Pleasantries had been exchanged, the papers for renting out the house were being prepared, and the young woman from Manipur had already started planning how she would do up her new home.
That is when the landlord dropped the bomb: “Sorry, but we are from a respectable family.” He refused to rent the house to her.
“But what did he mean by ‘a respectable family’? Does the definition of respectable change with a person’s looks?” said Yurreipem Arthur, a designer with leading fashion magazine.
“It was disgusting,” she said.
Discrimination on the basis of ethnic identity is widespread and not so subtle – and experts say India and its capital city could take lesson from some other countries that have tried to tackle this problem.
In Brazil, a country known for its sprawling favelas, or shanty towns, the government enacted a statute in 2001 that guaranteed the “right to the city” for all citizens, a move praised by housing rights activists.
Legislation in the United States provides legal recourse to citizens who believe they have encountered discrimination.
In India – and its national capital, however, it is a different story.
“Never ever in my life have I felt so humiliated and angry at the same time,” said Arthur, who has lived in Delhi for 12 years. “Had my father not been there, I think I would have picked up a fight. They're respectable but we're not, so he's not renting the house to us?"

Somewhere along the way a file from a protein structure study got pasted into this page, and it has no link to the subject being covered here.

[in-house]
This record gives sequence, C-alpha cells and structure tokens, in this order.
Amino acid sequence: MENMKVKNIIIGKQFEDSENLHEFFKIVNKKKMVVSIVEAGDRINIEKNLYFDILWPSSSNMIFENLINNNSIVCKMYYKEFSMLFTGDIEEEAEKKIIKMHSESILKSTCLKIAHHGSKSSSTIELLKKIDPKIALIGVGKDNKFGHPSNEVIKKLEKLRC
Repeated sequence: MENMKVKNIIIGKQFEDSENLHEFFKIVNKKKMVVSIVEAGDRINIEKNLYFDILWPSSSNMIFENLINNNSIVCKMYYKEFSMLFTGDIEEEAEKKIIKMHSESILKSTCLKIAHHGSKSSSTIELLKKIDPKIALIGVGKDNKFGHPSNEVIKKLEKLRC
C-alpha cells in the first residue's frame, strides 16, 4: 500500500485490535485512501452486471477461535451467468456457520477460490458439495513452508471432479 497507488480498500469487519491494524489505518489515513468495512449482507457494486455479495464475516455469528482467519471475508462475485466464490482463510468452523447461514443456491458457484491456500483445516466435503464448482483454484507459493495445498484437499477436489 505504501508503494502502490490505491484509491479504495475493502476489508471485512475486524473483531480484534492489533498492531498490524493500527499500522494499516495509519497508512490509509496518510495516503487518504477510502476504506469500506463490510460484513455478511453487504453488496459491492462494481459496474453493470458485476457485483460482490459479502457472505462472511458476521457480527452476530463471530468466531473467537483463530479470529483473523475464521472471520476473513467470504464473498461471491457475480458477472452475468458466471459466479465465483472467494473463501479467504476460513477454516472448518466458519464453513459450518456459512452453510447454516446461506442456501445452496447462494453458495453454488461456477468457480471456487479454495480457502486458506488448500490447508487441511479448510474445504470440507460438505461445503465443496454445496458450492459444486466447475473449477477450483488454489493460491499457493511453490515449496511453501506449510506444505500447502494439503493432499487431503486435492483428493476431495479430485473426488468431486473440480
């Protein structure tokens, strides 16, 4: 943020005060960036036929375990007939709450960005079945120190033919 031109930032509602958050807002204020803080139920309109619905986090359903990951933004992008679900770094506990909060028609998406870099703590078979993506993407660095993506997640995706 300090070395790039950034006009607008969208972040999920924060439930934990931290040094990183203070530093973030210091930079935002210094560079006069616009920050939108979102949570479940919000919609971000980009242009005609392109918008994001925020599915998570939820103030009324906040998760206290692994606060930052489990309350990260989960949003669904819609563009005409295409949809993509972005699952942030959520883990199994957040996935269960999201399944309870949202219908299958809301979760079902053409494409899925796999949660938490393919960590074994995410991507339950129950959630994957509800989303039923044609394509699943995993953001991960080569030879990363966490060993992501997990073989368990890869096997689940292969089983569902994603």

Asked to compare India’s housing rights record with that of other nations, New Delhi-based activist Dunu Roy placed the country “right at the bottom.”
Other experts said the situation in India mirrors that in other countries, from developed countries in Western Europe to developing countries in Africa.
“There’s almost no country in Asia where what’s on the books determines what happens on the ground,” said Tom Kerr, of the Bangkok-based Asian Coalition for Housing Rights. “The countries with the best laws might still have the worst things happening.”
Scott Leckie, who founded the Centre on Housing Rights and Evictions in 1991, said many countries on all continents have structures and procedures in place to combat discrimination. “Where we have the problem is in the implementation,” he said.
At her Siddharth Enclave home in South Delhi, Arthur says she still cannot leave the city.
“There is no question about leaving Delhi even though it doesn’t feel like home even after so long,” she said while playing with her 18-month-old niece. “It is a shame but we cannot run away from it.”